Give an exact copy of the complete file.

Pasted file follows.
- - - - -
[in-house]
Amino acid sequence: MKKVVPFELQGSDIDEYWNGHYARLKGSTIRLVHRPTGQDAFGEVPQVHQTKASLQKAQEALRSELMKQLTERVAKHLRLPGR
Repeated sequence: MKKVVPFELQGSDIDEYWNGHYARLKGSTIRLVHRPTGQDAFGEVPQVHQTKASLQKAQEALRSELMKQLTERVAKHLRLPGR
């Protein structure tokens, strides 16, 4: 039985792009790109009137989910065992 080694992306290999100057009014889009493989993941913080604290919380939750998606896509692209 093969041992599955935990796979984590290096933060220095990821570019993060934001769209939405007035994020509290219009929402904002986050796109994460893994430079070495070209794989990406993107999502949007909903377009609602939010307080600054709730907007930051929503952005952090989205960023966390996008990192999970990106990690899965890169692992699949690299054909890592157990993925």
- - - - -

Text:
[in-house]
Amino acid sequence: MKKVVPFELQGSDIDEYWNGHYARLKGSTIRLVHRPTGQDAFGEVPQVHQTKASLQKAQEALRSELMKQLTERVAKHLRLPGR
Repeated sequence: MKKVVPFELQGSDIDEYWNGHYARLKGSTIRLVHRPTGQDAFGEVPQVHQTKASLQKAQEALRSELMKQLTERVAKHLRLPGR
């Protein structure tokens, strides 16, 4: 039985792009790109009137989910065992 080694992306290999100057009014889009493989993941913080604290919380939750998606896509692209 093969041992599955935990796979984590290096933060220095990821570019993060934001769209939405007035994020509290219009929402904002986050796109994460893994430079070495070209794989990406993107999502949007909903377009609602939010307080600054709730907007930051929503952005952090989205960023966390996008990192999970990106990690899965890169692992699949690299054909890592157990993925």